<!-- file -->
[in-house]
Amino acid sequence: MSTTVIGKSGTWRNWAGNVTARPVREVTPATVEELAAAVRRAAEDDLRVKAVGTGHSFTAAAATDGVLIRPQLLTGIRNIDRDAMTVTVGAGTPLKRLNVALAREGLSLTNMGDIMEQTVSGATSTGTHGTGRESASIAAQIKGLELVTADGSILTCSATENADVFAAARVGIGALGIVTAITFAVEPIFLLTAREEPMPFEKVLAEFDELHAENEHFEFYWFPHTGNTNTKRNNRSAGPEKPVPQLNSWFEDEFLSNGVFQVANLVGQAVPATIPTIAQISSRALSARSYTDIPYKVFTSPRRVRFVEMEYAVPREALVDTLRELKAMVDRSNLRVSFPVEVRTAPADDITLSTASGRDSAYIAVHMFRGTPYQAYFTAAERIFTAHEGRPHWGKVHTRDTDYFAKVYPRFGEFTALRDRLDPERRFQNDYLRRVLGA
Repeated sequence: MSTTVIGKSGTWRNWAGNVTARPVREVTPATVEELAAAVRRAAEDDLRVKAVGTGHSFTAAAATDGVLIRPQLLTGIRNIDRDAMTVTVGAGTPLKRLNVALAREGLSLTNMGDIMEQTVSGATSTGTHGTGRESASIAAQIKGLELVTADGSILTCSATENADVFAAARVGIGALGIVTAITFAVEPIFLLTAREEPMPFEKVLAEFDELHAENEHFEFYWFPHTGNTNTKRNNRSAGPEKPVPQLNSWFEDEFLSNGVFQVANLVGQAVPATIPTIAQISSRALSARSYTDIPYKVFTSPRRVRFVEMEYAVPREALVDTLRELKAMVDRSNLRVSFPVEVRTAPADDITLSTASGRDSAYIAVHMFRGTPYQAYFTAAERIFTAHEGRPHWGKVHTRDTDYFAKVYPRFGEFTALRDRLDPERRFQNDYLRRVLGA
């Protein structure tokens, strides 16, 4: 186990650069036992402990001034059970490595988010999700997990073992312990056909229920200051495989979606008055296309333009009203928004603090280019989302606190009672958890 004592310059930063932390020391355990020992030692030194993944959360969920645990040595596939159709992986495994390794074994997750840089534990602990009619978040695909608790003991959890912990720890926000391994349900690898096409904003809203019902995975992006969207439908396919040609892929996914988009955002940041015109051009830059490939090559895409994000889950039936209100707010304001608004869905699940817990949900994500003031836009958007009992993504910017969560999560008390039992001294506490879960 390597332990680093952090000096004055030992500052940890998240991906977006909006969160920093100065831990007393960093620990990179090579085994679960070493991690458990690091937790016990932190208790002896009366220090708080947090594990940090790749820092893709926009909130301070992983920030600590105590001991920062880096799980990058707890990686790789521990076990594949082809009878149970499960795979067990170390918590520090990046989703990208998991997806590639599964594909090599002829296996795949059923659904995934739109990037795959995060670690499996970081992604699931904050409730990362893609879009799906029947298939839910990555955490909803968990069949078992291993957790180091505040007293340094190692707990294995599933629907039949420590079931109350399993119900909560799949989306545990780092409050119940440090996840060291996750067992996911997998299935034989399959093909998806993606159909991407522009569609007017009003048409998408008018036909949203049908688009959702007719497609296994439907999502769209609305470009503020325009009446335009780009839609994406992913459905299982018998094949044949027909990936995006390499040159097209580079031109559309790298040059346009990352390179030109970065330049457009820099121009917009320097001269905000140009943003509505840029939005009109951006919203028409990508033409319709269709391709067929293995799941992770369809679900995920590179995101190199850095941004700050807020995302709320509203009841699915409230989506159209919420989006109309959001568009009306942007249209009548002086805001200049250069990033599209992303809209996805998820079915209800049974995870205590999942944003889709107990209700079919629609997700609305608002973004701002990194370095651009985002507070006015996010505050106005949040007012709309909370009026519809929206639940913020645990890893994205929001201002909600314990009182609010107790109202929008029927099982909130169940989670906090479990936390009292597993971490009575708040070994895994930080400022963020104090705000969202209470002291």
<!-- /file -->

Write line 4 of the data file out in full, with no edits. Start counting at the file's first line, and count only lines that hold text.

């Protein structure tokens, strides 16, 4: 186990650069036992402990001034059970490595988010999700997990073992312990056909229920200051495989979606008055296309333009009203928004603090280019989302606190009672958890 004592310059930063932390020391355990020992030692030194993944959360969920645990040595596939159709992986495994390794074994997750840089534990602990009619978040695909608790003991959890912990720890926000391994349900690898096409904003809203019902995975992006969207439908396919040609892929996914988009955002940041015109051009830059490939090559895409994000889950039936209100707010304001608004869905699940817990949900994500003031836009958007009992993504910017969560999560008390039992001294506490879960 390597332990680093952090000096004055030992500052940890998240991906977006909006969160920093100065831990007393960093620990990179090579085994679960070493991690458990690091937790016990932190208790002896009366220090708080947090594990940090790749820092893709926009909130301070992983920030600590105590001991920062880096799980990058707890990686790789521990076990594949082809009878149970499960795979067990170390918590520090990046989703990208998991997806590639599964594909090599002829296996795949059923659904995934739109990037795959995060670690499996970081992604699931904050409730990362893609879009799906029947298939839910990555955490909803968990069949078992291993957790180091505040007293340094190692707990294995599933629907039949420590079931109350399993119900909560799949989306545990780092409050119940440090996840060291996750067992996911997998299935034989399959093909998806993606159909991407522009569609007017009003048409998408008018036909949203049908688009959702007719497609296994439907999502769209609305470009503020325009009446335009780009839609994406992913459905299982018998094949044949027909990936995006390499040159097209580079031109559309790298040059346009990352390179030109970065330049457009820099121009917009320097001269905000140009943003509505840029939005009109951006919203028409990508033409319709269709391709067929293995799941992770369809679900995920590179995101190199850095941004700050807020995302709320509203009841699915409230989506159209919420989006109309959001568009009306942007249209009548002086805001200049250069990033599209992303809209996805998820079915209800049974995870205590999942944003889709107990209700079919629609997700609305608002973004701002990194370095651009985002507070006015996010505050106005949040007012709309909370009026519809929206639940913020645990890893994205929001201002909600314990009182609010107790109202929008029927099982909130169940989670906090479990936390009292597993971490009575708040070994895994930080400022963020104090705000969202209470002291």